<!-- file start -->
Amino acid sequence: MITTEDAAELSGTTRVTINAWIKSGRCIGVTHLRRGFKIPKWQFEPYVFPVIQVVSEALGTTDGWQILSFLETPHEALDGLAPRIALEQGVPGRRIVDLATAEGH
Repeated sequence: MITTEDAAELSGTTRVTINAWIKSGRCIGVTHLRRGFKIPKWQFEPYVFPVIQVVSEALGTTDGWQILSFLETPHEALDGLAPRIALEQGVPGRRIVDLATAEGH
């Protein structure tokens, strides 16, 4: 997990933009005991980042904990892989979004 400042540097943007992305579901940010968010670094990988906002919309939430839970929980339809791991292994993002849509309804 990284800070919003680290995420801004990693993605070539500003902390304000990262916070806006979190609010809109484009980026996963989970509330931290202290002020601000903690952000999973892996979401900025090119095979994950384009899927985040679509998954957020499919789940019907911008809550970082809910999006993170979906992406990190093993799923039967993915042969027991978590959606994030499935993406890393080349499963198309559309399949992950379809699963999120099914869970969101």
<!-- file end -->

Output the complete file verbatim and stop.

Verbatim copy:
Amino acid sequence: MITTEDAAELSGTTRVTINAWIKSGRCIGVTHLRRGFKIPKWQFEPYVFPVIQVVSEALGTTDGWQILSFLETPHEALDGLAPRIALEQGVPGRRIVDLATAEGH
Repeated sequence: MITTEDAAELSGTTRVTINAWIKSGRCIGVTHLRRGFKIPKWQFEPYVFPVIQVVSEALGTTDGWQILSFLETPHEALDGLAPRIALEQGVPGRRIVDLATAEGH
């Protein structure tokens, strides 16, 4: 997990933009005991980042904990892989979004 400042540097943007992305579901940010968010670094990988906002919309939430839970929980339809791991292994993002849509309804 990284800070919003680290995420801004990693993605070539500003902390304000990262916070806006979190609010809109484009980026996963989970509330931290202290002020601000903690952000999973892996979401900025090119095979994950384009899927985040679509998954957020499919789940019907911008809550970082809910999006993170979906992406990190093993799923039967993915042969027991978590959606994030499935993406890393080349499963198309559309399949992950379809699963999120099914869970969101």